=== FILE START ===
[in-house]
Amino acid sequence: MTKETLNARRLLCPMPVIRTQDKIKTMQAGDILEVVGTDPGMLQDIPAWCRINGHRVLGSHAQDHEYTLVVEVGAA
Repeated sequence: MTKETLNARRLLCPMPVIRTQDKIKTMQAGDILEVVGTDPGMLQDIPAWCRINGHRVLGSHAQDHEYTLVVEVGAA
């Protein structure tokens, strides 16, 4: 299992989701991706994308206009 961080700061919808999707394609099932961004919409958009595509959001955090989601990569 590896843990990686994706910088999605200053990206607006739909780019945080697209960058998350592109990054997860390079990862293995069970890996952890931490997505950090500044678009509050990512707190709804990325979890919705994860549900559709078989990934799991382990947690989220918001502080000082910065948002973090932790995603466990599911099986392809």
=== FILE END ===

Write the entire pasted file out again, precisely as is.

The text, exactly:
[in-house]
Amino acid sequence: MTKETLNARRLLCPMPVIRTQDKIKTMQAGDILEVVGTDPGMLQDIPAWCRINGHRVLGSHAQDHEYTLVVEVGAA
Repeated sequence: MTKETLNARRLLCPMPVIRTQDKIKTMQAGDILEVVGTDPGMLQDIPAWCRINGHRVLGSHAQDHEYTLVVEVGAA
């Protein structure tokens, strides 16, 4: 299992989701991706994308206009 961080700061919808999707394609099932961004919409958009595509959001955090989601990569 590896843990990686994706910088999605200053990206607006739909780019945080697209960058998350592109990054997860390079990862293995069970890996952890931490997505950090500044678009509050990512707190709804990325979890919705994860549900559709078989990934799991382990947690989220918001502080000082910065948002973090932790995603466990599911099986392809």